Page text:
Brave surfers who rode a giant wave off the west coast of Ireland are refusing to give away its location.
One of the six-man team, Briton Andrew Cotton, first spotted it several years ago while on board an Irish Coast Guard helicopter after being rescued from a surf accident off Mullaghmore, Co Sligo.
The terrifying-looking wave, dubbed 'Prowlers', was reportedly up to 50ft high on Tuesday when the Irish, British, Australian and South African surfers ventured out.
Al Mennie, one of the team and a pioneer of big-wave surfing, said for "selfish reasons" they'd keep the exact location a closely guarded secret.
"The only way I can describe it is that the waves were detonating when they hit, exploding when they hit the water," he said.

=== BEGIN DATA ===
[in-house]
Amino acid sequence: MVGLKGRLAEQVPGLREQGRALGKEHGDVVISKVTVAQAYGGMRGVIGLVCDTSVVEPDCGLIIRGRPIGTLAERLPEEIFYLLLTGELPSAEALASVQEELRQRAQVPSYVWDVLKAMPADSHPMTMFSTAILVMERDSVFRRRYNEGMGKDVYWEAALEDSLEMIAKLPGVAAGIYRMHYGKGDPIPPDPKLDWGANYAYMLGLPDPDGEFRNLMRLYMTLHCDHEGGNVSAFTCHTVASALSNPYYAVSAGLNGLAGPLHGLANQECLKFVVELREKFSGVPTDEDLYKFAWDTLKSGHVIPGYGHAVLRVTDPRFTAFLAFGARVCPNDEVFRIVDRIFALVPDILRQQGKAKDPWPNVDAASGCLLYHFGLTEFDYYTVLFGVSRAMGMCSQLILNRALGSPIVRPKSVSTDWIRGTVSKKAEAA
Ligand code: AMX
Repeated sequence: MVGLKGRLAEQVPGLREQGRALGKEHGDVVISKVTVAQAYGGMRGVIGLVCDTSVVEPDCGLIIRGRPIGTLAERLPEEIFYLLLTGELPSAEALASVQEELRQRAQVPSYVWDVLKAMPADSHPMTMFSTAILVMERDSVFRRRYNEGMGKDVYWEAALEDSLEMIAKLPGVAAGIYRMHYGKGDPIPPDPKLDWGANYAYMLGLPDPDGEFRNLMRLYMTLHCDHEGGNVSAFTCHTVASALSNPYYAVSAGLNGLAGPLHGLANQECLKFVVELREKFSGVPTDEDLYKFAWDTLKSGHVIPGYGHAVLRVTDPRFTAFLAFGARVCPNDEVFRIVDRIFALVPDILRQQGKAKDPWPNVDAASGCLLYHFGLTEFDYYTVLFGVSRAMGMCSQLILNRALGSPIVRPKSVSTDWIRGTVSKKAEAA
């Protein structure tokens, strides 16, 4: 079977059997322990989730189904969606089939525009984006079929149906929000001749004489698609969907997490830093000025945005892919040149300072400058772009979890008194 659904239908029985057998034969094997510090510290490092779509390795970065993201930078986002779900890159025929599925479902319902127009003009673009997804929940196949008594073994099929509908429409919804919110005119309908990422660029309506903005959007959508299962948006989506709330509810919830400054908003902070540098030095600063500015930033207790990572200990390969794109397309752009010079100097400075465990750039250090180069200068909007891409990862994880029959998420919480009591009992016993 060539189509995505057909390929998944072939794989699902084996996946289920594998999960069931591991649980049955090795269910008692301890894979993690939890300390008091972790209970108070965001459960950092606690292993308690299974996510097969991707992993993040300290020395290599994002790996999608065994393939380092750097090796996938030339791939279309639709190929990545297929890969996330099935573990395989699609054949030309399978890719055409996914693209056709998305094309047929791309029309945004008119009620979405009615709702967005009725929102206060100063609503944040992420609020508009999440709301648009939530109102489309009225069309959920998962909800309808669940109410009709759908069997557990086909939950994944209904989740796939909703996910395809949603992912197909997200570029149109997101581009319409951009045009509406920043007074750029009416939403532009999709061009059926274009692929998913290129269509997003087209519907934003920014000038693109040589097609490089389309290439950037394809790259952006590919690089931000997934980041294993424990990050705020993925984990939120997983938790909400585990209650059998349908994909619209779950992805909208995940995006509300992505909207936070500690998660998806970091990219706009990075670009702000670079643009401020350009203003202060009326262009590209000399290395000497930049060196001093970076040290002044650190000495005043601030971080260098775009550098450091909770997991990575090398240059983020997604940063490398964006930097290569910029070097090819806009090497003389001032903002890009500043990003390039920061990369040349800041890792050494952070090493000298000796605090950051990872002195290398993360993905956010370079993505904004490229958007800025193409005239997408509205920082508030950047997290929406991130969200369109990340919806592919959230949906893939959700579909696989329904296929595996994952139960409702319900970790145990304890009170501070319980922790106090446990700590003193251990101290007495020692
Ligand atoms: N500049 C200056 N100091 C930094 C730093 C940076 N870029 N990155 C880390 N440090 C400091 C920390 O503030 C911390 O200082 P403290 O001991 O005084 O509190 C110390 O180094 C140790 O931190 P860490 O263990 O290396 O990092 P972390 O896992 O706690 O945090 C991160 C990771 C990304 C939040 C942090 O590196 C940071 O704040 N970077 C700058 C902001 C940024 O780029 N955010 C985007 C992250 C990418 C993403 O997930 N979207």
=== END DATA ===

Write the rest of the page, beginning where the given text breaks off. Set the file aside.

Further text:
"You could surf the wave and get in to the wave and feel the violence of the wave."
It is the second huge wave discovered off the west coast after Aileen's at the foot of the Cliffs of Moher hit surfing headlines a few years ago.
The wave appears after massive swells kicked up by Atlantic storms and depressions hit a reef at least two miles out to sea from Donegal Bay. The surfers described the spot as an underwater mountain.
The water was said to have been just six feet deep on top of the reef when the biggest waves pounded down on the unidentified spot.
The team rank Prowlers as one of the biggest waves in the world, on a par with the Mavericks off the Californian coast, only made up of much more water, or heavier, according to Mennie.